South Africa’s educational system could be more successful if it invested in teaching pupils to play chess, Russian chess grandmaster Garry Kasparov said in Johannesburg recently.
“Chess is a great educational tool… it helps kids to build universal skills, it is (about) mental discipline, it is logic and it is emotional control. When it is (taught) in school, it boosts attendance because it is fun,” he said at the Discovery Invest Leadership Summit.
“I saw the effects that chess had on every level of society, whether you do it in slums or in the most prestigious schools.”
The game boosted confidence, especially in children from underprivileged families.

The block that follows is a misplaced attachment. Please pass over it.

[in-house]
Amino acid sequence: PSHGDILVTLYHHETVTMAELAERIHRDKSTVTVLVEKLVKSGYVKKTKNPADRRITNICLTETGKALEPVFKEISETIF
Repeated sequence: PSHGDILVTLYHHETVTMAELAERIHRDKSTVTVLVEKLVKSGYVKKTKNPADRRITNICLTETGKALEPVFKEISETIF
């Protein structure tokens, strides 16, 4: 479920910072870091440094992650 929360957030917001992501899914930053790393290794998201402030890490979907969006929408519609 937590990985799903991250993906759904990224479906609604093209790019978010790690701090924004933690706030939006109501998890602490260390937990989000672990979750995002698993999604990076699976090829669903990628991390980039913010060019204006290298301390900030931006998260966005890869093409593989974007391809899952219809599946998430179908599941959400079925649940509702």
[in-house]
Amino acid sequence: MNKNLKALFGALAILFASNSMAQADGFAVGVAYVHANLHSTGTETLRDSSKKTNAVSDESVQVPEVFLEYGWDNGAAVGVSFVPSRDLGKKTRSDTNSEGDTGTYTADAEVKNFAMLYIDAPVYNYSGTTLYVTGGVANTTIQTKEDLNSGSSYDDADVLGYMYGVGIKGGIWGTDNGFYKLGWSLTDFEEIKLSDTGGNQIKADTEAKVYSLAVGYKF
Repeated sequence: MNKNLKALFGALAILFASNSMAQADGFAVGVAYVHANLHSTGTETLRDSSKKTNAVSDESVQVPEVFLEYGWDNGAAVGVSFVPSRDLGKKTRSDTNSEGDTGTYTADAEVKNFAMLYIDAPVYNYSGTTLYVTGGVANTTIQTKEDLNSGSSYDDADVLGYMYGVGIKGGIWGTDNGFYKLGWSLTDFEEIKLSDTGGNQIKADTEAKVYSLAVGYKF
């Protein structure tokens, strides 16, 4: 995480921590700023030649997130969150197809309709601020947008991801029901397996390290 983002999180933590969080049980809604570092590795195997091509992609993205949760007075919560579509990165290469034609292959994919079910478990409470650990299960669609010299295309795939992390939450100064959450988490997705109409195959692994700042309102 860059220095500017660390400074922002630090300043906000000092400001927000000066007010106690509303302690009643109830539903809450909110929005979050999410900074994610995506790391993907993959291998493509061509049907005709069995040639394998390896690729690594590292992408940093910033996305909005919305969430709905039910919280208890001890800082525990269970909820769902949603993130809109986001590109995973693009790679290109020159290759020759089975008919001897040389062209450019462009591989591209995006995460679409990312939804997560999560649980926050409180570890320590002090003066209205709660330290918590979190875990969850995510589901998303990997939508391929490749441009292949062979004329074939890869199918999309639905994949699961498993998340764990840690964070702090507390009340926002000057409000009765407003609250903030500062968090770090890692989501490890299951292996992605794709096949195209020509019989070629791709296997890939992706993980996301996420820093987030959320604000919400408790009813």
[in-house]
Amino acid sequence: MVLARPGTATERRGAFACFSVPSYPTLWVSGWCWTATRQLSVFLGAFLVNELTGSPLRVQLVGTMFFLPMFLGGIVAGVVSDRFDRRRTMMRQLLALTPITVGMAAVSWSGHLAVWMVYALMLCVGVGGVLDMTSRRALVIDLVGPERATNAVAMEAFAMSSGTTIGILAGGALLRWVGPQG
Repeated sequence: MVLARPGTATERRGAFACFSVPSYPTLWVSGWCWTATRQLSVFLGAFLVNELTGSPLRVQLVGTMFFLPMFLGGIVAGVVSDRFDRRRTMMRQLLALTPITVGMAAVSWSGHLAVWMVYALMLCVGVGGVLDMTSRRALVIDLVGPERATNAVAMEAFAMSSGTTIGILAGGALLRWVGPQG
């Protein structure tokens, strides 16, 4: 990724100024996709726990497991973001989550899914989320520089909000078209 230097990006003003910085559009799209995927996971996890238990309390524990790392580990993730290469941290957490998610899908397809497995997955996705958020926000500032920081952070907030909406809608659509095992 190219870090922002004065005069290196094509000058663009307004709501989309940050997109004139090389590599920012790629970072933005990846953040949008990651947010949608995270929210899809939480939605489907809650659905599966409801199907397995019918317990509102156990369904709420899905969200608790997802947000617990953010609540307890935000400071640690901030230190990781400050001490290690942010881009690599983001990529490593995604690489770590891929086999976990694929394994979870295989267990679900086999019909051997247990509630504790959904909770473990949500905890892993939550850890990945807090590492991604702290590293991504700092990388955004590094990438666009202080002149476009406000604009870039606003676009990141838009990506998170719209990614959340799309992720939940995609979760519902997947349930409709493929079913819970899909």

He said the world’s current educational model could not keep up with modern pupils, who he dubbed “iPad kids”.
“iPad kids do not see the teacher as the sole force of authority in the (class) room. Real time interaction (like chess) stimulates the mind and encourages participation.”
Analytical tools provided by chess could also be applied to politics.
“When people ask me about how my chess experience helps me design strategy to do battle with my colleagues in Russia, I tell them the difference between chess and politics in (President Vladimir) Putin’s Russia, is that in chess we have fixed rules and unpredictable results,” Kasparov said.
“In Russia it is exactly the opposite.”
He said schools, businesses and politicians needed to take advantage of the opportunities provided by innovative ideas and technology to succeed.
“It’s hard to believe that the entire computing power of Nasa in 1969, when Americans landed on the moon, is now the size of one iPhone,” Kasparov said.
“We have a choice, with this computing power… we can put a man on the moon and bring him back safely, or we can throw birds at pigs (like in the Angry Birds game).”